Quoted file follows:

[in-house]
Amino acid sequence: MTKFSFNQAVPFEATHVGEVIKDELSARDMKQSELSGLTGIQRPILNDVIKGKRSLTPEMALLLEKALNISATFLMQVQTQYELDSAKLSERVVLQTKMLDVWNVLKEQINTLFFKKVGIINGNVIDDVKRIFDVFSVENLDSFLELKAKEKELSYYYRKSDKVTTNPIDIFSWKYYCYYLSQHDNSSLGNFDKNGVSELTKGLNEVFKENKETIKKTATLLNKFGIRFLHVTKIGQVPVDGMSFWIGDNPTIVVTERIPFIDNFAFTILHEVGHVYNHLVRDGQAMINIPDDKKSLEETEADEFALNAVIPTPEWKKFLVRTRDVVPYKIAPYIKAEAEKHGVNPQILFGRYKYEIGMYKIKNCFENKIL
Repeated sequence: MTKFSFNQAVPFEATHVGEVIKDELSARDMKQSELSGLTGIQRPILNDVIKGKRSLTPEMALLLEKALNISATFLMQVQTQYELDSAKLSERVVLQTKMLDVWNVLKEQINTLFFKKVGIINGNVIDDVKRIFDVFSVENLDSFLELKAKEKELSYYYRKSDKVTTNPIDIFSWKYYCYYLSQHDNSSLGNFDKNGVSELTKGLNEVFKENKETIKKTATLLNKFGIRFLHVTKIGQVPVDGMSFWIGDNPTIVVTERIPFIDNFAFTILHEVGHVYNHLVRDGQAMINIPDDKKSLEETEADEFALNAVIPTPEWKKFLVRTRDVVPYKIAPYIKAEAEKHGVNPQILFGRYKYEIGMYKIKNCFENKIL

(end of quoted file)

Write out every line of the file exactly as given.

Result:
[in-house]
Amino acid sequence: MTKFSFNQAVPFEATHVGEVIKDELSARDMKQSELSGLTGIQRPILNDVIKGKRSLTPEMALLLEKALNISATFLMQVQTQYELDSAKLSERVVLQTKMLDVWNVLKEQINTLFFKKVGIINGNVIDDVKRIFDVFSVENLDSFLELKAKEKELSYYYRKSDKVTTNPIDIFSWKYYCYYLSQHDNSSLGNFDKNGVSELTKGLNEVFKENKETIKKTATLLNKFGIRFLHVTKIGQVPVDGMSFWIGDNPTIVVTERIPFIDNFAFTILHEVGHVYNHLVRDGQAMINIPDDKKSLEETEADEFALNAVIPTPEWKKFLVRTRDVVPYKIAPYIKAEAEKHGVNPQILFGRYKYEIGMYKIKNCFENKIL
Repeated sequence: MTKFSFNQAVPFEATHVGEVIKDELSARDMKQSELSGLTGIQRPILNDVIKGKRSLTPEMALLLEKALNISATFLMQVQTQYELDSAKLSERVVLQTKMLDVWNVLKEQINTLFFKKVGIINGNVIDDVKRIFDVFSVENLDSFLELKAKEKELSYYYRKSDKVTTNPIDIFSWKYYCYYLSQHDNSSLGNFDKNGVSELTKGLNEVFKENKETIKKTATLLNKFGIRFLHVTKIGQVPVDGMSFWIGDNPTIVVTERIPFIDNFAFTILHEVGHVYNHLVRDGQAMINIPDDKKSLEETEADEFALNAVIPTPEWKKFLVRTRDVVPYKIAPYIKAEAEKHGVNPQILFGRYKYEIGMYKIKNCFENKIL